Sunday, September 21, 2008

Week 4 - Imperatives! Diagramming? Phonograms!

Another wonderful day of discovery and learning!  As we uncover more purposes and analytical tasks, students are enjoying the challenge.


This week we turn our attention to a new and unique purpose, imperatives.  Imperatives are commands.  They may have a noun of direct address, but always contain the hidden implied you.  Imperatives are always in 2nd person - as you are talking to a person and the verb is always in present tense. Refer to your field guide (EEL Guide) week 4 for more about imperatives.

Sentence Shuffle (by purpose) Taking some sentences from this week's EEL editing exercise (p 59), we transformed a few declarative and interrogative sentences into imperative sentences. 

Pharisees questioned him.    --->    Question him.

I also made the sentences from this week's Teacher Sheets into declarative sentences, and then had the students turned them into imperatives. 

I wept tearfully.      --->        Weep.    or   Weep tearfully.

We discussed the implied you and the verb tense change (if any).  This simple exercise produced some wonderful dialogue as we unearthed more language concepts and applied the concept utilizing our trusty tools (EEL tasks).


Let's make a picture of that sentence!  Diagramming helps us analyze the structure of a sentence and the role of each word, phrase and clause.  In my own children's writings if we encounter a sentence that seems unclear, I will have them stop and diagram it.  This helps the student to really examine what they are trying to say and the best way to say it.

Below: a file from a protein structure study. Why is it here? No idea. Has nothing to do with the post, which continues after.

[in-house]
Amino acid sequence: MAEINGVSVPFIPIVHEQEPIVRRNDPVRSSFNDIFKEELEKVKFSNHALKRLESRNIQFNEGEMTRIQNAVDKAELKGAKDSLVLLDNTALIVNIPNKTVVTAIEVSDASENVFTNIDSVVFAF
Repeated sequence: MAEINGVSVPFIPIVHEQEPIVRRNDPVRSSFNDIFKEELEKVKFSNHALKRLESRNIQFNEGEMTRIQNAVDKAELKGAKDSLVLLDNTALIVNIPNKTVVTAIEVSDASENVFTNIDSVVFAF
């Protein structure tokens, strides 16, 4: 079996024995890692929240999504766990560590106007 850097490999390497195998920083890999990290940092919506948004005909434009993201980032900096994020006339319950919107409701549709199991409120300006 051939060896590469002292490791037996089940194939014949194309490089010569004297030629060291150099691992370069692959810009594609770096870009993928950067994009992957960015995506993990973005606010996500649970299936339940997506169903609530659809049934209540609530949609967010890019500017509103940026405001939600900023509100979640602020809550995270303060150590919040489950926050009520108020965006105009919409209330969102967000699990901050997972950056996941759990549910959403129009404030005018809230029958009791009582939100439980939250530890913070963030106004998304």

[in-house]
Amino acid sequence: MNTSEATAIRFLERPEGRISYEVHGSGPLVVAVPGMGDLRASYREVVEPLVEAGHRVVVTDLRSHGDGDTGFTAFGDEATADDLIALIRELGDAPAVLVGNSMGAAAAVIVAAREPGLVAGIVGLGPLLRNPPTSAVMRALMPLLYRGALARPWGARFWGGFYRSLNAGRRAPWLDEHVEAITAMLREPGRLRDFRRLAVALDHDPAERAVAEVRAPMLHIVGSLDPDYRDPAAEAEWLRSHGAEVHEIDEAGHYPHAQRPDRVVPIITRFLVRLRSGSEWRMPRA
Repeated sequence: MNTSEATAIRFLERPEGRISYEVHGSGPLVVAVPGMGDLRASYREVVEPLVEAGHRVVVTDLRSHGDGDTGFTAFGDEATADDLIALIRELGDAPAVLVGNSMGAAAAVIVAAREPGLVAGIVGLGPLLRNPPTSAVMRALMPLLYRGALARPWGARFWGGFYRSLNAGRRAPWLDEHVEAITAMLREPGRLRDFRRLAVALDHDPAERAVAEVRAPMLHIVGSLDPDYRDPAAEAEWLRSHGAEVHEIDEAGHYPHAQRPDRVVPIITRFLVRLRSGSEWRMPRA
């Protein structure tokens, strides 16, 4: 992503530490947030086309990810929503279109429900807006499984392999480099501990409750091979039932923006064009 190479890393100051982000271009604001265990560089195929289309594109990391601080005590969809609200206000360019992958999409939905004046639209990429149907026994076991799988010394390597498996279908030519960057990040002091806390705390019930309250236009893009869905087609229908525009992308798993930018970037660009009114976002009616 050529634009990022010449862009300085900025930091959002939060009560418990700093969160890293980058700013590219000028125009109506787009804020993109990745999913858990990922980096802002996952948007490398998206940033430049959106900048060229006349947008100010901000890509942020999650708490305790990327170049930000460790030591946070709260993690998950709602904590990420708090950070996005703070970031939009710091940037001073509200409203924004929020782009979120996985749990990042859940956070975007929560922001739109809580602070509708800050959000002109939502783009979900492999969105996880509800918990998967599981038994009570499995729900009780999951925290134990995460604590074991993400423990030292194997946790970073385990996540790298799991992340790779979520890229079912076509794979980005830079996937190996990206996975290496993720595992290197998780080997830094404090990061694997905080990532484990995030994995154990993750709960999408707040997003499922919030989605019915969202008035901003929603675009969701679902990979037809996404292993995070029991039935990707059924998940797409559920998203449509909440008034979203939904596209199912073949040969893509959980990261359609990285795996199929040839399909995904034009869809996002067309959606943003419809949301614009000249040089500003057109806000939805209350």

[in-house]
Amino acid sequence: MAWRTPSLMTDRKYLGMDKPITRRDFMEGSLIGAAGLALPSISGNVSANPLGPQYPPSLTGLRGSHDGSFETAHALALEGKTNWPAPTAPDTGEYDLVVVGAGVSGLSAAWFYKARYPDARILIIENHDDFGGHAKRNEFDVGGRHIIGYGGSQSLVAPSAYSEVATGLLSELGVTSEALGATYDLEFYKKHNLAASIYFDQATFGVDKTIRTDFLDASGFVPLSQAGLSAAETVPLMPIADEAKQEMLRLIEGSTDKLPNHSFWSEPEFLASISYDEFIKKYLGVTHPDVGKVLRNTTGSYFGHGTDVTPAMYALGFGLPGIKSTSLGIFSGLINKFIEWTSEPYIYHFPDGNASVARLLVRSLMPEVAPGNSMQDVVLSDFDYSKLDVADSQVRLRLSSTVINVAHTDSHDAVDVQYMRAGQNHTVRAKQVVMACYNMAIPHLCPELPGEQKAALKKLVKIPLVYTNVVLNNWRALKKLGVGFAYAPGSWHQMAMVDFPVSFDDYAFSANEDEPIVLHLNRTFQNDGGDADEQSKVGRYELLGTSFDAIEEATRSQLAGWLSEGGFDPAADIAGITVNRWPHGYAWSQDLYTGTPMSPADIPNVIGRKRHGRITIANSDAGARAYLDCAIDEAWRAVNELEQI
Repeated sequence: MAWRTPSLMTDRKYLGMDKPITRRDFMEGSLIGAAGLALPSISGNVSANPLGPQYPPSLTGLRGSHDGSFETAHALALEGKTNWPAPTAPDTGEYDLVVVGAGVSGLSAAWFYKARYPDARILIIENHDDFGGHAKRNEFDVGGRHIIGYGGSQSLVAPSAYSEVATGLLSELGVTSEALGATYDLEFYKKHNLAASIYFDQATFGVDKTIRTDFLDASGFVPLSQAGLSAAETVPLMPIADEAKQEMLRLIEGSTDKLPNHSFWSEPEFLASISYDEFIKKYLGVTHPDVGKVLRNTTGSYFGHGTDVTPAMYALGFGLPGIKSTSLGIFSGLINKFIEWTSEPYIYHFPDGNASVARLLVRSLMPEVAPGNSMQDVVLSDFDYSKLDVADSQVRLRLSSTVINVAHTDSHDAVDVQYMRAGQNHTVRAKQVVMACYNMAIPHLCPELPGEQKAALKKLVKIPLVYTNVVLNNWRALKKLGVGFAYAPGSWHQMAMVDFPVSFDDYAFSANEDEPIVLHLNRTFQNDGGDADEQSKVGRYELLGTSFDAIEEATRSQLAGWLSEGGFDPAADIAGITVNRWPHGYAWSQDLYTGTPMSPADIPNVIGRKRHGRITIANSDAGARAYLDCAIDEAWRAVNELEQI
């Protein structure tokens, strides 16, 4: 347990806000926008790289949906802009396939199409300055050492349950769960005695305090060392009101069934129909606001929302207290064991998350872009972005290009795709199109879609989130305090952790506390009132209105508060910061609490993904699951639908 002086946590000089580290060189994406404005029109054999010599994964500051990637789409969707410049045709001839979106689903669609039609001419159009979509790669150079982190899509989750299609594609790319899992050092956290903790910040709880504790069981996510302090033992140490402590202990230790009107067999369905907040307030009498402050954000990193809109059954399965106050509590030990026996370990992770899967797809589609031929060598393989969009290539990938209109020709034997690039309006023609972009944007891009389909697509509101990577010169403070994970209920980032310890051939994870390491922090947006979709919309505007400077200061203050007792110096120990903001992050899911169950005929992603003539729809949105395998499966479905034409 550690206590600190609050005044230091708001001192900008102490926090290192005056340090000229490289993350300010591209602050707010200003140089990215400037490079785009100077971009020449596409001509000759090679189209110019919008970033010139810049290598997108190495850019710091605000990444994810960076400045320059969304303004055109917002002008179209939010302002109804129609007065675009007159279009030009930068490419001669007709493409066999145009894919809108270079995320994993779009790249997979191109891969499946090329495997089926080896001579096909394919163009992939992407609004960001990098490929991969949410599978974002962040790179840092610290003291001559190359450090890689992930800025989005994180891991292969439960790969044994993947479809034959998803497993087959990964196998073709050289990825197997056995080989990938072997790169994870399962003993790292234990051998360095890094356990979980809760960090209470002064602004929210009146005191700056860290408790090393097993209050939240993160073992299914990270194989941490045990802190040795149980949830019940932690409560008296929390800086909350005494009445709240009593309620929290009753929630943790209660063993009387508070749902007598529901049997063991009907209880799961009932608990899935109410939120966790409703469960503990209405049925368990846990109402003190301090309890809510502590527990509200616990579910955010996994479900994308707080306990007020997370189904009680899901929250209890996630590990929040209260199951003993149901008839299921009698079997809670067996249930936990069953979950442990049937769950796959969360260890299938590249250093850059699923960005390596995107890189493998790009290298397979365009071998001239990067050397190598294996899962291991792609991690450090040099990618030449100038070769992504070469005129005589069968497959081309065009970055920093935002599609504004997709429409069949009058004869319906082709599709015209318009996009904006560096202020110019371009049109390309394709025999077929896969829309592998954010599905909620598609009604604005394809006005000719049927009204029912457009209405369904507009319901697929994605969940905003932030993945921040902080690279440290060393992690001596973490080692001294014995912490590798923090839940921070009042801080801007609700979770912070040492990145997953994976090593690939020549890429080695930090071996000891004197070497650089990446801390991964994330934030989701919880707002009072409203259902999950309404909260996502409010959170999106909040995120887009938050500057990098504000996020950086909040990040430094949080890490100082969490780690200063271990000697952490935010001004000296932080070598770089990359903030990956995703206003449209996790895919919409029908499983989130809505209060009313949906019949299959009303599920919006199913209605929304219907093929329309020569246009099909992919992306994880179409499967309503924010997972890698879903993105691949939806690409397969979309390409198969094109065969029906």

Students should already be working on page B7/C7.  Students should be copying this page at first, then able to reproduce this page from memory.  Be sure students are drawing the diagramming lines, as these vary from sentence pattern to sentence pattern.


A phonogram is a sequence of letters that have the same pronunciation in several different words, e.g. "ear" in "earth," "heard," and "learn".  As you have taught your own student to read, you have no doubt already encountered the concept of a phonogram.  Here, at week 4, it is nice to remember to continue to work with your student on phonograms in the context of spelling or encoding - hearing the word and knowing the appropriate phonogram(s) that make up that word.  Reinforce phonograms by pointing them out in dictated sentences, readers, memory work, ... everywhere!

Remember - memory work (EEL Task 1)  is cumulative so keep reviewing!

How are you doing with your Teacher Sheets?  Do you feel yourself getting smarter?


  1. Oh Heather. I know your posts aren't meant to make me giggle, but you know they do. You are so smart, my friend. I'm hoping it is going to rub off. I love you girly. Hope all is well. Hey, isn't it time for a LNO?

  2. oh. my. stars. i tried to learn diagramming as an adult just because smart people know that stuff. but it didn't stick. i cut my teath on king james version, reading and memorizing. probably why i could always get an A- in LArts without really being able to wrap my brain around the tech stuff.


So ... how about you?